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You are in: Sports > Aquatics > News

Rookies ready to make a splash at the Games

17 July 2002

Australia is preparing to prove it is the best swimming nation in the Commonwealth with the help of some up-and-coming new talent.

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Swimming superstar: Grant Hackett

Whilst all the athletes are enjoying the festivities of the Opening Ceremony on 25 July, the Australian swimming team will still be in training. This is because at these Games the swimming follows the track and field events. However, synchronised swimming and diving starts at the beginning of the Games.

National high-performance director, Greg Hodge said "I think in some ways it will benefit us because we won't have to make decisions about who goes to the opening ceremony and who doesn't,"

"We'll be going into the village just two days ahead of competition, and there's less likelihood for athletes to be distracted by things around them. It's going to be a lot simpler, I guess, for those emotional reasons."

The Australian Commonwealth Games Association is confident that its swimmers will come away with the majority of the medals as it did in Kuala Lumpur in 1998.

There they managed to take 48 out of a possible 84 medals and with the so many world champions in their team it is not surprising that they are so self-assured. Ian Thorpe, Grant Hackett, Giaan Rooney and Petria Thomas are just some of the top names in their squad.

A pair of little-known freestylers, Jason Cram and Leon Dunne is set to take the places of injured Michael Klim and retired Bill Kirby in the 4 x 200m relay team.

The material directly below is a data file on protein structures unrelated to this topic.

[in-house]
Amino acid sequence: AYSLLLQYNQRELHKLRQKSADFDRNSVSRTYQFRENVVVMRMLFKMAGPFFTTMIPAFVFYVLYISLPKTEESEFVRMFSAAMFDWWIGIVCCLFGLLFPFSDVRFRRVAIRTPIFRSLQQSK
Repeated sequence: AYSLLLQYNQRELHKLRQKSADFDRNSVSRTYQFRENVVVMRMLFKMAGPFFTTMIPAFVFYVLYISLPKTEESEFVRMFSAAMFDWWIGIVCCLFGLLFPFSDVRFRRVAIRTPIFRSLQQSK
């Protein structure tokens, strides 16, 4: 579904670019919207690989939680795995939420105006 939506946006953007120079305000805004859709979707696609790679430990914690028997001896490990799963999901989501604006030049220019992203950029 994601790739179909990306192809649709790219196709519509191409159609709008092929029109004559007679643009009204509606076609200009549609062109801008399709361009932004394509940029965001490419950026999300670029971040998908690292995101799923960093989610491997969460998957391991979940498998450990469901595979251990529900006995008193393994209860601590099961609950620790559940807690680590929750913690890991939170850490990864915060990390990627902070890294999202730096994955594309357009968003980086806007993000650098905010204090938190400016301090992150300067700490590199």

"We expect to be the number one nation of the Commonwealth Games but we are realistic enough to know that Britain, particularly, and some of the South Africans have made significant moves since Kuala Lumpur, and with the introduction of the 50m form-stroke events which were not in Kuala Lumpur, they are not our strong events," Hodge said.

"As a nation we have to do a better job in improving our performance from the trials to the major international meet. That is our focus."

"We've got 11 rookies on the team, and that demonstrates to me that there's 11 people who have jumped on to the team for the first time and they see it as an opportunity.

"What you're looking for is, OK, they'll do well at the Commonwealth Games but actually they move up in world rankings."

"These new kids and even some that have been on teams before, if they can make a move in world rankings off the Commonwealth Games, then the Games will have achieved another expectation for us."

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